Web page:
MR. McCLELLAN: That's not what the President said. That's not -- you were asking what the President said. I just said he said that our views have not changed when it comes to Hezbollah. And I'm not going to get into hypotheticals. But you, yourself, pointed out if they renounce terrorism, in your question, and if they disarm, well, then that does change -- change the dynamic.
Q Scott, how much concern President has over the $4 billion gas deal with India and Iran through Pakistan? Because many in India are warning that terrorist may blackmail India over this gas pipeline from Iran to India, so -- and also U.S. is also closing the deal. So what --
MR. McCLELLAN: I haven't really had a discussion with him. I'll see if there's anything else to add to it. I think the State Department might be able to address it.
Go ahead, Carl.
Q Does the administration believe that once a terrorist organization always a terrorist organization, or that any organization is redeemable, specifically Hezbollah?
MR. McCLELLAN: I'm not going to get into that in the context of this question.
Q Well, it's a policy question about whether or not a terrorist organization can change its behavior, moderate its actions, and change its relationship with the U.S. administration.
MR. McCLELLAN: Carl, I think that in terms of Hezbollah -- you're asking this question in terms of Hezbollah -- I just stated what our views are. Those views remain unchanged and --
Q And do they ever change?
MR. McCLELLAN: I'm not going to -- you're asking in the context of Hezbollah, and I think I've just made our views clear again what our views are, and I'm not going to get into playing "what ifs" when it comes to Hezbollah.
Q Well, as an example then, there have been Baathists who have been helpful to administration efforts in Iraq -- the Baathists clearly on the negative side of the ledger not too long ago -- because of their moderated behavior. Isn't that something that could be imaged by Hezbollah?
MR. McCLELLAN: Well, I think -- let's distinguish here, because you're talking about -- you may be talking about people that may be members of organizations, but are not terrorists, versus terrorists, people who have blood on their hands. There's a big difference. And I think we've spoken to that in the past. But organizations like Hezbollah have to choose, either you're a terrorist organization or you're a political organization. They remain a terrorist organization. The President spoke about their past atrocities and their past terrorist acts in his remarks earlier today.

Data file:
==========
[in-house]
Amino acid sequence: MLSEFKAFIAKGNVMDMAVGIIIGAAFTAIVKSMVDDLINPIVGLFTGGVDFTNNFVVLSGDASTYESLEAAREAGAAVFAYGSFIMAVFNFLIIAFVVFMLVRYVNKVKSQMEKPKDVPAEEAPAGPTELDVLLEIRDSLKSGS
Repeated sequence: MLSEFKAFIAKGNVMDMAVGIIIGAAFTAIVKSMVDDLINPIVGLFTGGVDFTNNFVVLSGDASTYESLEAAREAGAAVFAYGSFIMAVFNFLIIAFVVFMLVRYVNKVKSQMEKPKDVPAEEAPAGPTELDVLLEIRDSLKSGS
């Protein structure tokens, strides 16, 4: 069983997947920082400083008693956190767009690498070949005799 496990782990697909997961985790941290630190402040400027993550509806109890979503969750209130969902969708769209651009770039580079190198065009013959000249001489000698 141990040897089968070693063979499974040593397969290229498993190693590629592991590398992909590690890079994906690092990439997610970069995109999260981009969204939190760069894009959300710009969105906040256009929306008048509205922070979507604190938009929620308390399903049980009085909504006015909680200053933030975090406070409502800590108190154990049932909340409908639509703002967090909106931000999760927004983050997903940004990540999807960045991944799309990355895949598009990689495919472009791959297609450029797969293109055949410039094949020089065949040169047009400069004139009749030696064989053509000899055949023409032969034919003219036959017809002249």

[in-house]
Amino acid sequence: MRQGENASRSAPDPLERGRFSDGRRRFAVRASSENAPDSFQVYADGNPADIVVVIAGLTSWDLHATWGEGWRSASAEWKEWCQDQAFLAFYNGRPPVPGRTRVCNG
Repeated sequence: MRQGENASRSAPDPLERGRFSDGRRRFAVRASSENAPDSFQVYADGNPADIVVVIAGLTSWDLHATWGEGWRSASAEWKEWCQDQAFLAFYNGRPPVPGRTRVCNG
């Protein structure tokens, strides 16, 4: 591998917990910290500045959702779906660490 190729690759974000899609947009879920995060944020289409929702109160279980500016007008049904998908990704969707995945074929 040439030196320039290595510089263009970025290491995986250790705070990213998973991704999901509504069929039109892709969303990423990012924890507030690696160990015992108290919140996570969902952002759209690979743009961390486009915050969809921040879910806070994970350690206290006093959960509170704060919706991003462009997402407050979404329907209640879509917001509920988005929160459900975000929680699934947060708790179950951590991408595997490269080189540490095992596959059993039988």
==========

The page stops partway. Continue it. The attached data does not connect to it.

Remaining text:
Now, we've seen, when I talk about experience shows that people tend to choose leaders who are committed to improving their own livelihood, that are committed to improving their own security, that are committed to improving their own -- or expanding prosperity for those people, and one example is elections that took place in the Palestinian Territories. And you saw that there may have been people elected that may have been members of Hamas, but they weren't terrorists. They were people who advocated the importance of improving the quality of life for people in the region, people in the Territories. And they were businesspeople, they're professionals.
Go ahead, Sarah.
Q Thank you. Scott, Venezuela's President, Hugo Chavez, continues his anti-American verbal attacks. He is also making oil and arms deals with countries that are not friendly to the United States. What will the President do if Chavez cuts off Venezuelan oil to the U.S.?
MR. McCLELLAN: Well, he continues -- the government of Venezuela, under his leadership, continues to take steps that give us concern, and I think they are concerns shared by others, as well. And our concerns about the steps that have been taken in Venezuela relate to actions that move away from democratic institutions and freedom for the Venezuelan people. We've also expressed our concerns about what intention -- what the intentions are of Venezuela in the region. And in terms of the concerns, as I said, they're shared by many in the region. And that's why we'll continue to work with others in the region through the Organization of American States, to make sure that Venezuela is meeting its commitment that it has made under the Democratic Charter for the region.
Go ahead, Connie.
Q Thank you. To follow up the questions asked yesterday about Northern Ireland, do you consider the IRA and Sinn Fein now to be terrorists? And also, how much time will President Bush spend with the McCartney sisters?
MR. McCLELLAN: How much time will he what?
Q Spend with the McCartney sisters.